Press Reduces Torture Investigations Into Partisan Warfare

Press Reduces Torture Investigations Into Partisan Warfare

News that President Obama is open to having an independent commission investigate the use of torture during the Bush years is undoubtedly the story of the day, with implications extending back to the previous administration and far into the future.

In the aftermath of the president's statement, however, the preponderance of attention has been spent on political minutia as opposed to the policy details. The media, in particular, focused almost exclusively on two specific angles: had Obama cowered to those liberal proponents of prosecuting Bush officials, and had he contradicted his own administration in expressing openness in doing so?

In the process, the issue of launching an investigation -- which would have to be bipartisan in nature for Obama to support it -- was reduced into an overtly partisan and cynical frame. Issues of justice and morality boiled down into "the left's" influence compared to "the right."

The mood was set even before White House Press Secretary Robert Gibbs came to the podium to talk about the president's remarks. "There does seem to be a little bit of a reaction to how this was received on the left," said Chuck Todd, White House correspondent for NBC. "Frankly this feels like a political food fight now. Vice President Cheney on one side, President Obama on the other. The hard left, the hard right, fighting over this in the blogosphere. When he talks about - he fears the politicization - that may be too late."

It was continued well into the briefing, where and two Democratic Senators were trotted out as suspected catalysts for Obama's willingness to investigate.

"What changed over the last 24 hours?" asked CNN's Ed Henry. "Because yesterday you were flat in saying that we're not going there, as Rahm was on Sunday. And in the last 24 hours we've seen groups like on the left come out and write a petition to the Attorney General saying they want accountability from the Bush administration. Is this an example of this White House giving in to pressure from the left?"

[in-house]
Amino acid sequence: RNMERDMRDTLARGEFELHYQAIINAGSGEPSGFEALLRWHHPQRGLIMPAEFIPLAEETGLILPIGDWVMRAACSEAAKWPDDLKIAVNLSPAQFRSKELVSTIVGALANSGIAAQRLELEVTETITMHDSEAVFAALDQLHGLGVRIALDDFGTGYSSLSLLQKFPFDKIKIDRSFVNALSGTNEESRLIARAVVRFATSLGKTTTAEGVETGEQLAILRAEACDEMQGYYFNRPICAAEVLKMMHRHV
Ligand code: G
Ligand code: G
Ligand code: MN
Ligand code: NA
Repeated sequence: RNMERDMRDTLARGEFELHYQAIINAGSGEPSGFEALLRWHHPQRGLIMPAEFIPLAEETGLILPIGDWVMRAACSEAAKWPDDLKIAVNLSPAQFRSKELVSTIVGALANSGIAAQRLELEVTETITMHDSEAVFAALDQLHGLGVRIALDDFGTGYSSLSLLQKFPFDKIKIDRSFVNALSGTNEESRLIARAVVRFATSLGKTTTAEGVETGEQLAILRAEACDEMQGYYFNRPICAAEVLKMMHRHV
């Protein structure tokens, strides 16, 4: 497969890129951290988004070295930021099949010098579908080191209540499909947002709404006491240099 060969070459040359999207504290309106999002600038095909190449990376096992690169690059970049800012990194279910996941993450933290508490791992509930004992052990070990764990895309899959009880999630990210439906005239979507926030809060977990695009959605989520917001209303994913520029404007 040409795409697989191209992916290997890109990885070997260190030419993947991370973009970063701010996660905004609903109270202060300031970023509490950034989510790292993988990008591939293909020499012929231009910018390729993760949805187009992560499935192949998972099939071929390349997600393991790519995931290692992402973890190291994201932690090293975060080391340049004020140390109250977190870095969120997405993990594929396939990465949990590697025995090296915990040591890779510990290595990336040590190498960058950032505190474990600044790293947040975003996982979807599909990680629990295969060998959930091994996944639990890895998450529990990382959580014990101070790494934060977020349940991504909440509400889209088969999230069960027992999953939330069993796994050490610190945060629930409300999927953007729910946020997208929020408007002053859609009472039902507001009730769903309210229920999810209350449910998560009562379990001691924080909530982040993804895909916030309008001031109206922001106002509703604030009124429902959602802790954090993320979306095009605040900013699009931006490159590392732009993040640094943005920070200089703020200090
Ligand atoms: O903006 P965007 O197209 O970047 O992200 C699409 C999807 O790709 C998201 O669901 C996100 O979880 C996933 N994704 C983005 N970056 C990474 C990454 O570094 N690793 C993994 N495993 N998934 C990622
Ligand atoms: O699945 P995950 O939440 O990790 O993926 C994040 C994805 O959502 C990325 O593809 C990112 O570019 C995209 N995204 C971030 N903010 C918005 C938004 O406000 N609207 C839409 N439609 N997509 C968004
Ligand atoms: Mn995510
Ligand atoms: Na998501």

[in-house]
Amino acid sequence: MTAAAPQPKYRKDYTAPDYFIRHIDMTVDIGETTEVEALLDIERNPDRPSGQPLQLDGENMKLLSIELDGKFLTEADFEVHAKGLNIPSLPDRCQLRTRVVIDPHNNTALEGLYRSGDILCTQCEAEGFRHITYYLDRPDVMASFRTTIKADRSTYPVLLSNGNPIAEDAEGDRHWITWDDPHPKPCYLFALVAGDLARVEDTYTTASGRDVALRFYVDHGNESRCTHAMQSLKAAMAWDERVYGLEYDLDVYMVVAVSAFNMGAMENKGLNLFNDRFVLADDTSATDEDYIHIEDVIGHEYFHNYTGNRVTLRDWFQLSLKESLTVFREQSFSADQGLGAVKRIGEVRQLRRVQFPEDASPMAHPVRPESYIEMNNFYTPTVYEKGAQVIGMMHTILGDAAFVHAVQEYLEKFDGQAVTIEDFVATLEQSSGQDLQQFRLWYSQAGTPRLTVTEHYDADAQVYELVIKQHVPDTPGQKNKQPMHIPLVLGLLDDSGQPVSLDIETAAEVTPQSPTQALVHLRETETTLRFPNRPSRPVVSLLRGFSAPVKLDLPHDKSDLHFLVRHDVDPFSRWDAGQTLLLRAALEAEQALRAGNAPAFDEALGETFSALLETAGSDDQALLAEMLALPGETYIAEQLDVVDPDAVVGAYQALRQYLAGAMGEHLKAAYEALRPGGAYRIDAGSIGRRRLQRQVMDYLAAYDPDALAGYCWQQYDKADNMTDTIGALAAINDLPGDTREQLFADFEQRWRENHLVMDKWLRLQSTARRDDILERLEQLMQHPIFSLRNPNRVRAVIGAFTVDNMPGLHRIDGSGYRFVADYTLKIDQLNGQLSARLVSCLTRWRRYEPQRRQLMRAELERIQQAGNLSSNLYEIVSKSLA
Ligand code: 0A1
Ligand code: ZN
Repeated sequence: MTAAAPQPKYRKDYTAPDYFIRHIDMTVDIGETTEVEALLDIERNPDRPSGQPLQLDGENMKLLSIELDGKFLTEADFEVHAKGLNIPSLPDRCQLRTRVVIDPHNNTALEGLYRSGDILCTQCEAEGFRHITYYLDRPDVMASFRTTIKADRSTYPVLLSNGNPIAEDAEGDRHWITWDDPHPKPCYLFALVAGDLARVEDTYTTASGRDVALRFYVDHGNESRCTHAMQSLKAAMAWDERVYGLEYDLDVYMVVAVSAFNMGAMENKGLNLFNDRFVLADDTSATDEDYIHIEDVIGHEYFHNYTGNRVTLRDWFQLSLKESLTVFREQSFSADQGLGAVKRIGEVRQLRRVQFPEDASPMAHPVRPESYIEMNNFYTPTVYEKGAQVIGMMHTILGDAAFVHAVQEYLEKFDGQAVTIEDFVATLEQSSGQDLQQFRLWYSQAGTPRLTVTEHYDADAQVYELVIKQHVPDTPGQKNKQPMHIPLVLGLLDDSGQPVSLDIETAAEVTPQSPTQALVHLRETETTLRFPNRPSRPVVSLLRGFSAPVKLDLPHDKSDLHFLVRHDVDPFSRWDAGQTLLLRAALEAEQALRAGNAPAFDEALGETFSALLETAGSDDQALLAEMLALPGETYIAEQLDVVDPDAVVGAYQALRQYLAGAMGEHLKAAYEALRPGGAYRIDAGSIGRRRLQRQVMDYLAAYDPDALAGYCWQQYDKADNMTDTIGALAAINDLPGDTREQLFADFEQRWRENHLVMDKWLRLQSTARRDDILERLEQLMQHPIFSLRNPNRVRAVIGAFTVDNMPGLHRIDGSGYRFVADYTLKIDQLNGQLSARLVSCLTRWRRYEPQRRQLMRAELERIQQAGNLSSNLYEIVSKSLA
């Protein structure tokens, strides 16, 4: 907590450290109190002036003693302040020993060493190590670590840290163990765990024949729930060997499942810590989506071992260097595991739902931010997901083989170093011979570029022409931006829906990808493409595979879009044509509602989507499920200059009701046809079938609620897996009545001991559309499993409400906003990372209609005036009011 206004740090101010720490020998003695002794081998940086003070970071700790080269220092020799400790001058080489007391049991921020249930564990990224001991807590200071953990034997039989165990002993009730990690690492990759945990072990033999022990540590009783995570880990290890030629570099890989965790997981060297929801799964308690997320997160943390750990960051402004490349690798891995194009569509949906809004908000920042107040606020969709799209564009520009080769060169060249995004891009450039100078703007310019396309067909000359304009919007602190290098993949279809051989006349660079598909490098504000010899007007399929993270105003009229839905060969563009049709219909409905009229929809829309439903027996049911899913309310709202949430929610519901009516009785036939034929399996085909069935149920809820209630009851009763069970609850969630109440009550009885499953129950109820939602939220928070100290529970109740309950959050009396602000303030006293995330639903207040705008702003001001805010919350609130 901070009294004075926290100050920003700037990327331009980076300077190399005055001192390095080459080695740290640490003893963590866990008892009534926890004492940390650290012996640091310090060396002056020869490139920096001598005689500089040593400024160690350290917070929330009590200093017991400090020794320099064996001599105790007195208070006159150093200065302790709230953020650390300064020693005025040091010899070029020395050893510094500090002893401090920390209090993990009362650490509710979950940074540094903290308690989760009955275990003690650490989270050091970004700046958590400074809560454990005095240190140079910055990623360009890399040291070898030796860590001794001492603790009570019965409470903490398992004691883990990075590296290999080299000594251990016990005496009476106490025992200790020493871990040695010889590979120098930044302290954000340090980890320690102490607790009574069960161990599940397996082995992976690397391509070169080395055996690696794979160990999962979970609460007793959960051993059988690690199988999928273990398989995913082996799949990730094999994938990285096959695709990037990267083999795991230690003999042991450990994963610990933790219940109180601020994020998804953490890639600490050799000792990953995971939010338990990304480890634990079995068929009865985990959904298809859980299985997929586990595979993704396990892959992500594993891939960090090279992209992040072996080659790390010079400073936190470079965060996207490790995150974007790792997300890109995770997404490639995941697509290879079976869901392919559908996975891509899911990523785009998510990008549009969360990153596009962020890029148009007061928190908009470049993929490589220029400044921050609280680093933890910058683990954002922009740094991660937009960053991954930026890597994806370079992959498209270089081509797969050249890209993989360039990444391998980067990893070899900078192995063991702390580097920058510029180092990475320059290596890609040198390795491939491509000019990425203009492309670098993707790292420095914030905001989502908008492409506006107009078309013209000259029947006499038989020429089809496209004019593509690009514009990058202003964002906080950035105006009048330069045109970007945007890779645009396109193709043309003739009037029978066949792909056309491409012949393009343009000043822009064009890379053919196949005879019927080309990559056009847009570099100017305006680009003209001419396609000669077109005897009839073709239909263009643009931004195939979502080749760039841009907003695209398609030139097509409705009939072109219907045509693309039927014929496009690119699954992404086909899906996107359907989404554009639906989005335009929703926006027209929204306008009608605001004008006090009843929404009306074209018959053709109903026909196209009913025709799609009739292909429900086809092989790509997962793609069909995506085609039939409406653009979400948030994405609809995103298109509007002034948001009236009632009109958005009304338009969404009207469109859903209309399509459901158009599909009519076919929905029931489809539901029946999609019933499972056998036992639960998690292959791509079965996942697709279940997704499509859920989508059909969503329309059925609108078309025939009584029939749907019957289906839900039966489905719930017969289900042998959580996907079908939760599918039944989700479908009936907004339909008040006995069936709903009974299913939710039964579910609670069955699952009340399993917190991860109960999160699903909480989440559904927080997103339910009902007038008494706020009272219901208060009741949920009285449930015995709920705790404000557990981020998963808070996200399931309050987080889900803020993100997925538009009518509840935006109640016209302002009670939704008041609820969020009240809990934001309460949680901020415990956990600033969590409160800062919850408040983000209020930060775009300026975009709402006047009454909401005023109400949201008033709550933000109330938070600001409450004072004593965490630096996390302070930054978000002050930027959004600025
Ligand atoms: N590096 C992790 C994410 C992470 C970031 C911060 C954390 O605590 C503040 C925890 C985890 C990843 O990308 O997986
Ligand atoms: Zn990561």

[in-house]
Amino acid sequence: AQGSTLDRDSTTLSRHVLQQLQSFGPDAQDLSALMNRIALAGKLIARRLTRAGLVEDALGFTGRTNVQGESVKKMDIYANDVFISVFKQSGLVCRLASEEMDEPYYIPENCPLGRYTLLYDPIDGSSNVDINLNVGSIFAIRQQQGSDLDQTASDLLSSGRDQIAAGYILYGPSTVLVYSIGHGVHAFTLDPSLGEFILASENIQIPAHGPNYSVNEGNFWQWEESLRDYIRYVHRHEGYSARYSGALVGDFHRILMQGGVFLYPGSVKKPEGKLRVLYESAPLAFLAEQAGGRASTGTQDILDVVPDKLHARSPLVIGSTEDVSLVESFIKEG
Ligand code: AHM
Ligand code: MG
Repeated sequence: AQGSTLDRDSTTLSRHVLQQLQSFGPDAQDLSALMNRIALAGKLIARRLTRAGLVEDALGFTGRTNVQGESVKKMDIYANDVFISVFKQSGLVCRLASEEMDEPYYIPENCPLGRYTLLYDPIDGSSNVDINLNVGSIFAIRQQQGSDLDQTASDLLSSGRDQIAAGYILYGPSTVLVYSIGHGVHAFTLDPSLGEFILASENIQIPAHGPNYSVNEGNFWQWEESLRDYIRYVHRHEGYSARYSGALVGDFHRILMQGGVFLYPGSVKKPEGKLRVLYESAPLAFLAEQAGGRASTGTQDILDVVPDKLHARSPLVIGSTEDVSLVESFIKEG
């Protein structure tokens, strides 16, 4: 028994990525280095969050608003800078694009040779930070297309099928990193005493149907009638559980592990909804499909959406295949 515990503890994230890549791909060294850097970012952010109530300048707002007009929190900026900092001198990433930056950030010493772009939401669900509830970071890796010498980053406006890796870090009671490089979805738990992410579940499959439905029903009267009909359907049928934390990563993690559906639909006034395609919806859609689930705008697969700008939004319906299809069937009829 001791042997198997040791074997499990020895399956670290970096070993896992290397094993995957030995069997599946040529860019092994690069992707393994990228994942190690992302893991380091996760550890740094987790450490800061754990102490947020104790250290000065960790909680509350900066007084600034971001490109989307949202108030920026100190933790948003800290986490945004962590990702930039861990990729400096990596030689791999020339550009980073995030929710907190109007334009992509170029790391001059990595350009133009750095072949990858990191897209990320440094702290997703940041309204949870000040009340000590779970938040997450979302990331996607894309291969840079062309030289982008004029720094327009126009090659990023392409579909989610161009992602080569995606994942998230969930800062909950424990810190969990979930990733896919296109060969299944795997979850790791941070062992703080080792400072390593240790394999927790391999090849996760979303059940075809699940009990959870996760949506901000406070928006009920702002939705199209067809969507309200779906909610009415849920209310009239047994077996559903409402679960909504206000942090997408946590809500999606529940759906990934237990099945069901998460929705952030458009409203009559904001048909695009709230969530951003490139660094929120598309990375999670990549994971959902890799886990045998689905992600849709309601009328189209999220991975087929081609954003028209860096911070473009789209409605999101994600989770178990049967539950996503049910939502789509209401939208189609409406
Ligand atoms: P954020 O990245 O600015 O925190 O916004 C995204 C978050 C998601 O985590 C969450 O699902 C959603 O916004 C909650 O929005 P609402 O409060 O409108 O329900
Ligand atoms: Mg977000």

"I don't -- I have not, and I doubt the President has been on in the last 24 hours, so, no," responded Gibbs.

Later, another reporter asked whether comments by Sens. Diane Feinstein and Russ Feingold pushing backs on Emanuel's statement "have some influence on what the president said today?"

"Not that I'm aware of," Gibbs responded. "No."

It was the simplification of a complex legal and political matter that even the folks being credited for moving Obama's hand scoffed at.

"Torture is illegal under the laws of our nation--this is not a question of left or right; it's a question of America's moral leadership," Justin Ruben, Executive Director of Political Action, said in a statement to the Huffington Post. "The only way to be certain that this never happens again is to investigate, and prosecute the leaders responsible, and today our members joined a growing chorus of voices asking the Attorney General to do just that."

Indeed, five questions into the hour-long presser, Gibbs had been asked five separate times whether Obama had shifted his position. In one particular sequence, he was pressed in rapid-fire succession whether the president had "learned anything since those previous comments," whether he was saying "there was absolutely no change in policy today," and, for good measure, whether the president has "changed his policy today?"

To the fourth estate's credit, Obama did seem to be contradicting members of his own staff. Whereas the president said on Monday that he wanted the Attorney General to make the determination on prosecuting "those who formulated those legal decisions" on torture, his chief of staff insisted on Sunday that, "those who devised the policy... should not be prosecuted..." Moreover, in insisting that it was not the president's purview to weigh into the judicial debates over who may or may not have committed criminal activity during the Bush years, Gibbs did seem to invalidate Obama's prior statements that those officials who were merely following orders didn't do anything criminally wrong.

To these points, Gibbs largely floundered, sticking to the talking point that Obama had not changed tracks, favored looking forward not back, but would prosecute crimes when they were exposed. He was correct in one respect: the issue is largely not in the White House's hands. Congress can and likely will create the committee to investigate the matter, with Senate Judiciary Committee Chairman Patrick Leahy trying to take the lead on that front. And the Justice Department - independent of the president - will be the place where any prosecutions originate.

"The president believes and was assured by the Department of Justice that those who have acted in good faith on what they believed was legal won't be prosecuted," Gibbs stressed. "The president still believes that."

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